On April 30th, 2016, I attended the gallery “Aftercare” by Austyn Taylor at Alfred University. In the artist’s statement, which was written on a piece of paper and displayed at the reception desk, the artist stated that they wanted their pieces to feel honest and disturbing, showing the tragic comedy of being alive.
The entrance of the gallery consisted of many sculpted clay works that were in the shape of melting animal faces. They were made to look like the faces had caved in as the result of the clay itself caving in or as a result of decomposition after the animals had died. Overall, there was quite a disturbing feeling to it.
There was a little chamber that you could walk into which had many geometric triangles pointing at the center of the chamber where you stood, making it feel like a torture chamber filled with spikes that could close in and crush you at any moment. It was also reminiscent of teeth clamping down and killing another creature. It was a great piece that displayed the danger and fragility of life, and how quickly it could be taken away.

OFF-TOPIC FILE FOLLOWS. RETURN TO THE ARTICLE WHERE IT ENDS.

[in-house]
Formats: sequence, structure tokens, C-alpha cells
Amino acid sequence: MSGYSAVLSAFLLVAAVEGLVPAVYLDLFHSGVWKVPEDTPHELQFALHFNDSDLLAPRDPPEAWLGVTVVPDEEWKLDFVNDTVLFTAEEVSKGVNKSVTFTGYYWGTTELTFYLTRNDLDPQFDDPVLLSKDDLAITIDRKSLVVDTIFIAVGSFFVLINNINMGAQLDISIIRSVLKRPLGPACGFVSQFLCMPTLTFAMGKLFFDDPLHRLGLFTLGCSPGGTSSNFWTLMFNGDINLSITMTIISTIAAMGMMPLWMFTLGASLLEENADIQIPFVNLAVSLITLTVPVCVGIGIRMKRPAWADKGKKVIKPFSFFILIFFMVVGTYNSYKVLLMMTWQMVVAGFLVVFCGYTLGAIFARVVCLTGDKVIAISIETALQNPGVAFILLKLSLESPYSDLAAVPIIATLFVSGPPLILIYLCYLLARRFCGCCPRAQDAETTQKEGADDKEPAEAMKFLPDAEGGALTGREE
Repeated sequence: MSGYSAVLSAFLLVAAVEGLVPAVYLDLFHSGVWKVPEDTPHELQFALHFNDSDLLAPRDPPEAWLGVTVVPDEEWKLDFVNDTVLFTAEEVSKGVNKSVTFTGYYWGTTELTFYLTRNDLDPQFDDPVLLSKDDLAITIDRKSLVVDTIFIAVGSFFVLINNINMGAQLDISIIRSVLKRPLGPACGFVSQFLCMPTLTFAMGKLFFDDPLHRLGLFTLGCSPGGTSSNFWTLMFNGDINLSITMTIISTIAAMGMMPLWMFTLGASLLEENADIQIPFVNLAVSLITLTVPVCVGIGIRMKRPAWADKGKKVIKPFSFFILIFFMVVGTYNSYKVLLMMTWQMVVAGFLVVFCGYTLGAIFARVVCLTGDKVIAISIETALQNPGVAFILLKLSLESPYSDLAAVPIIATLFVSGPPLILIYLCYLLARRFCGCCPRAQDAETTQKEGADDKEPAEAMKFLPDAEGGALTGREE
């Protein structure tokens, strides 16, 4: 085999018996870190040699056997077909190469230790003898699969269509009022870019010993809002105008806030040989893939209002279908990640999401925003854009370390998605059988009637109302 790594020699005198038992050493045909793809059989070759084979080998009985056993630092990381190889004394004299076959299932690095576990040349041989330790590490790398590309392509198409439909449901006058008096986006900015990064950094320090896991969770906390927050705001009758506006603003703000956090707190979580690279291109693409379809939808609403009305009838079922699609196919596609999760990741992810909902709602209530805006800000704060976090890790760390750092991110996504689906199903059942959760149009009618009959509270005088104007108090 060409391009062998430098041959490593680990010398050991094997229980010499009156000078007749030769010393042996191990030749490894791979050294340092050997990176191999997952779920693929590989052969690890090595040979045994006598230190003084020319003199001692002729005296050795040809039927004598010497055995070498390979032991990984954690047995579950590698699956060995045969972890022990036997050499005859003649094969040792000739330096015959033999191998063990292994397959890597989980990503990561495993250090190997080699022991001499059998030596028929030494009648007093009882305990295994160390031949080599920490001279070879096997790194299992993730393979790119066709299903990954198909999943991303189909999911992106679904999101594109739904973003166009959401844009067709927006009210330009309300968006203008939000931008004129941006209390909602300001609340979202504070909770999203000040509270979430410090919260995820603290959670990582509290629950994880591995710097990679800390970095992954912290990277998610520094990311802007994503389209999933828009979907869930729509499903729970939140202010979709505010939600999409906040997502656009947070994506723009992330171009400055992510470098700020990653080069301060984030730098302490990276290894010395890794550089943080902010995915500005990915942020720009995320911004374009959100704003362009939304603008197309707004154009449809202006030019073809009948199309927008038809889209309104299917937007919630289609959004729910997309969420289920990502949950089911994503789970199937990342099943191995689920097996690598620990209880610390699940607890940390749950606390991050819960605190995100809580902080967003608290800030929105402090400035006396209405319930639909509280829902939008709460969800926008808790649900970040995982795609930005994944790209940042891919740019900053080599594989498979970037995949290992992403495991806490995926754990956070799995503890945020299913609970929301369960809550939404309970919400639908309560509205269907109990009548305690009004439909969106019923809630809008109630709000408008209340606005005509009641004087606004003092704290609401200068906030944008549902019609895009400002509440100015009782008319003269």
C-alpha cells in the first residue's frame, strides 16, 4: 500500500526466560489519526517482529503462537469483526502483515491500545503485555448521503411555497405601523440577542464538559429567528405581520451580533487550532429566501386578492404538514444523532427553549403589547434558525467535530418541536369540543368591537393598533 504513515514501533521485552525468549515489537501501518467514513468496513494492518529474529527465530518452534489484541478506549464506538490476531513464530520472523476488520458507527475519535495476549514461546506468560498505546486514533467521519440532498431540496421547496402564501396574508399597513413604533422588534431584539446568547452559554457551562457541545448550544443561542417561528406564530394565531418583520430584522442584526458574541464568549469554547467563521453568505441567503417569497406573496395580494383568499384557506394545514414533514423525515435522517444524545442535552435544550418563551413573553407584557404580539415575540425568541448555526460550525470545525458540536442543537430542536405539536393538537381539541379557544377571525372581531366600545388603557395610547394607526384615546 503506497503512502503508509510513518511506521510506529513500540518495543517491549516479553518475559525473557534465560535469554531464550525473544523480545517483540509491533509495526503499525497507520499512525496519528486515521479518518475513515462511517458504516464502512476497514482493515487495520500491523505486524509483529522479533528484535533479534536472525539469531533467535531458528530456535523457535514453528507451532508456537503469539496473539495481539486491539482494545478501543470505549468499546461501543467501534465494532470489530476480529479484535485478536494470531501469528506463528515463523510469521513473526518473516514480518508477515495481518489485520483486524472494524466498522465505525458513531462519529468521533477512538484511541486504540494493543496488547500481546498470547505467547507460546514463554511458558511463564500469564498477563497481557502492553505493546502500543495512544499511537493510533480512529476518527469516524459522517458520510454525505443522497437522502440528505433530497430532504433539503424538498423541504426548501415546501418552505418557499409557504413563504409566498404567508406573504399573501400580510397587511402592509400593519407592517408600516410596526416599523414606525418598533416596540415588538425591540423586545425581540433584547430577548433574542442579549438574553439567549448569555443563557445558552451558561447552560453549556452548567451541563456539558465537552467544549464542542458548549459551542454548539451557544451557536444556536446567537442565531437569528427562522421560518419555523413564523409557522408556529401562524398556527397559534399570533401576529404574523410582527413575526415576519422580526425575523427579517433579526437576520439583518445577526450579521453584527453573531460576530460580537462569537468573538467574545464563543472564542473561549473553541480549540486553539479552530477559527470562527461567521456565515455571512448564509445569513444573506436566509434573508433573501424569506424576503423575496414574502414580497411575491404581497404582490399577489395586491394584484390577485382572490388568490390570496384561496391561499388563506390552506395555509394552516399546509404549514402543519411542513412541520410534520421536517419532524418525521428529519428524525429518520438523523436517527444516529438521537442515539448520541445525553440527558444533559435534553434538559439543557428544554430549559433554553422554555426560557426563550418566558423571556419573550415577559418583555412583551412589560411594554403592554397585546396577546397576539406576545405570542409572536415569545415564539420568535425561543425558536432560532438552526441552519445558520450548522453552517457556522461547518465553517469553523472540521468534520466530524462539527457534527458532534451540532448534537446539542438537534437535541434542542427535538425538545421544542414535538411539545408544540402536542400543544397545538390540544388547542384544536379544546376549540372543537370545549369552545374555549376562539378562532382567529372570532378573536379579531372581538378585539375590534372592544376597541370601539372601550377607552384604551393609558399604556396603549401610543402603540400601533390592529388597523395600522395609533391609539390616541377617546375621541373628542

Just like the spiked chamber piece, this piece was heavily playing on the fragility of life. The video screen showed the artist stretching a sheet of what seems to be plexiglass with a bungee cord until the sheet shatters under the pressure. Below the video is a platform with what seems to be the shattered remains of the sheet, sparkling and looking quite beautiful in the spotlight. The video appears to have been filmed in this very spot. It’s a great metaphor to how life could have existed in a certain area at one time and the only way that we know that it did is by the beautiful shattered remains it leaves behind. It makes me think of how we discovered that dinosaurs once roamed the Earth through their fossils, even though we have never seen them.